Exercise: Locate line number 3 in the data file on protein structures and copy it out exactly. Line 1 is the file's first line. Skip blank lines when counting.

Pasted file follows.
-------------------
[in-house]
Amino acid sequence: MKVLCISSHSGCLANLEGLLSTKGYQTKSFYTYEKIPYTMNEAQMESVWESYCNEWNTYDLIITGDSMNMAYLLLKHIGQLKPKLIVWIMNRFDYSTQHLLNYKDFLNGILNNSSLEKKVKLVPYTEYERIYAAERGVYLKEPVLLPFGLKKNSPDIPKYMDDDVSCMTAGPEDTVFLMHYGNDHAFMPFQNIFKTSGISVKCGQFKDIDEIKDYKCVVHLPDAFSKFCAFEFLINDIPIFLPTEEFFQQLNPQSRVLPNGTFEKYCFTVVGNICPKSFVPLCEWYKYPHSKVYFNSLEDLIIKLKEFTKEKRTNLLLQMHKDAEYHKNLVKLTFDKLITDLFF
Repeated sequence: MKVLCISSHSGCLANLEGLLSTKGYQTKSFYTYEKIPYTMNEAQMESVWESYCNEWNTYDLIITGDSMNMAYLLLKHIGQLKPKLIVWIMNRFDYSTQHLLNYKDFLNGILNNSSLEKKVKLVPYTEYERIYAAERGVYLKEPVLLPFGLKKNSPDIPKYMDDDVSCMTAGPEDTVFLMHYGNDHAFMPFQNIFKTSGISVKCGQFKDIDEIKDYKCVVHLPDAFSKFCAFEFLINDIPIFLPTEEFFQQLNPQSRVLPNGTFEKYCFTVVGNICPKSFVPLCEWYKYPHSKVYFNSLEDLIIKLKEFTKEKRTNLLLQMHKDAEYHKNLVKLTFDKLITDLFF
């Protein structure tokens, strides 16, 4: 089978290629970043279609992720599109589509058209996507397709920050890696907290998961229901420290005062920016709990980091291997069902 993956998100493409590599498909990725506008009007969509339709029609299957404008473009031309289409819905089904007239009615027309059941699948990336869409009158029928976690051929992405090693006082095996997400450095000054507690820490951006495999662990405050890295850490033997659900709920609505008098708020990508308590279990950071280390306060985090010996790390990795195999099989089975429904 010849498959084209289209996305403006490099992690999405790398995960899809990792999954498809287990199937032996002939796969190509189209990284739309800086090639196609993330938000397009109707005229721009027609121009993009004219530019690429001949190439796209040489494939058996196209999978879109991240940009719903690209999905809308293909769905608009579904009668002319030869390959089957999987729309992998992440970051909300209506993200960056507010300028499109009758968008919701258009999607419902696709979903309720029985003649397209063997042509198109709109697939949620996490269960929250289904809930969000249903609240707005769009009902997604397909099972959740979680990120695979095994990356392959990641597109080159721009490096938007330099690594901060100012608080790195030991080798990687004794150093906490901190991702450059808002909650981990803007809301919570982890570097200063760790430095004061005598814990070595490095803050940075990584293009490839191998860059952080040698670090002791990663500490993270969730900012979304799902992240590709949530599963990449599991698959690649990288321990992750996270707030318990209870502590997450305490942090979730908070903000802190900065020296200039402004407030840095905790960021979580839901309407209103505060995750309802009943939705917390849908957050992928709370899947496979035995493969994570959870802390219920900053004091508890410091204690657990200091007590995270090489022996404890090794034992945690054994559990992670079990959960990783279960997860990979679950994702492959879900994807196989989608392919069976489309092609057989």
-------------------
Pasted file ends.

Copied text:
Repeated sequence: MKVLCISSHSGCLANLEGLLSTKGYQTKSFYTYEKIPYTMNEAQMESVWESYCNEWNTYDLIITGDSMNMAYLLLKHIGQLKPKLIVWIMNRFDYSTQHLLNYKDFLNGILNNSSLEKKVKLVPYTEYERIYAAERGVYLKEPVLLPFGLKKNSPDIPKYMDDDVSCMTAGPEDTVFLMHYGNDHAFMPFQNIFKTSGISVKCGQFKDIDEIKDYKCVVHLPDAFSKFCAFEFLINDIPIFLPTEEFFQQLNPQSRVLPNGTFEKYCFTVVGNICPKSFVPLCEWYKYPHSKVYFNSLEDLIIKLKEFTKEKRTNLLLQMHKDAEYHKNLVKLTFDKLITDLFF